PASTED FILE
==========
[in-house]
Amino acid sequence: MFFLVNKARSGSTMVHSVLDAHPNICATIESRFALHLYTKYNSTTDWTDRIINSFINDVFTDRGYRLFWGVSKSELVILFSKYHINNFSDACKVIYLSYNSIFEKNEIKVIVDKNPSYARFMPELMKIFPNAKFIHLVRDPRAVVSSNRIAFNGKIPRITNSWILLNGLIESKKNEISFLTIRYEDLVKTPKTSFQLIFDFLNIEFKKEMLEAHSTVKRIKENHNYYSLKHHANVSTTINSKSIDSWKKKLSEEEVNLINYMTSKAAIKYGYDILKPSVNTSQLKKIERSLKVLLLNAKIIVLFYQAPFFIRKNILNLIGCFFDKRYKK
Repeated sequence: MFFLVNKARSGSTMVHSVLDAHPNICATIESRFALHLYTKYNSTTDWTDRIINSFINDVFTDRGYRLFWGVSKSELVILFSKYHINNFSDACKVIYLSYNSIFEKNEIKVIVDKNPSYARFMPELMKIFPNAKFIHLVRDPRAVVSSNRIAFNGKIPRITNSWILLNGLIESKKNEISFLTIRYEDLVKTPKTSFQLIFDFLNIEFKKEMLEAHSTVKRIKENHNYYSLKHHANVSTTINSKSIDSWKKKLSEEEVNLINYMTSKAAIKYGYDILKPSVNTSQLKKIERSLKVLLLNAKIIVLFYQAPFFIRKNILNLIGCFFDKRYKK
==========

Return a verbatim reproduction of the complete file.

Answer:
[in-house]
Amino acid sequence: MFFLVNKARSGSTMVHSVLDAHPNICATIESRFALHLYTKYNSTTDWTDRIINSFINDVFTDRGYRLFWGVSKSELVILFSKYHINNFSDACKVIYLSYNSIFEKNEIKVIVDKNPSYARFMPELMKIFPNAKFIHLVRDPRAVVSSNRIAFNGKIPRITNSWILLNGLIESKKNEISFLTIRYEDLVKTPKTSFQLIFDFLNIEFKKEMLEAHSTVKRIKENHNYYSLKHHANVSTTINSKSIDSWKKKLSEEEVNLINYMTSKAAIKYGYDILKPSVNTSQLKKIERSLKVLLLNAKIIVLFYQAPFFIRKNILNLIGCFFDKRYKK
Repeated sequence: MFFLVNKARSGSTMVHSVLDAHPNICATIESRFALHLYTKYNSTTDWTDRIINSFINDVFTDRGYRLFWGVSKSELVILFSKYHINNFSDACKVIYLSYNSIFEKNEIKVIVDKNPSYARFMPELMKIFPNAKFIHLVRDPRAVVSSNRIAFNGKIPRITNSWILLNGLIESKKNEISFLTIRYEDLVKTPKTSFQLIFDFLNIEFKKEMLEAHSTVKRIKENHNYYSLKHHANVSTTINSKSIDSWKKKLSEEEVNLINYMTSKAAIKYGYDILKPSVNTSQLKKIERSLKVLLLNAKIIVLFYQAPFFIRKNILNLIGCFFDKRYKK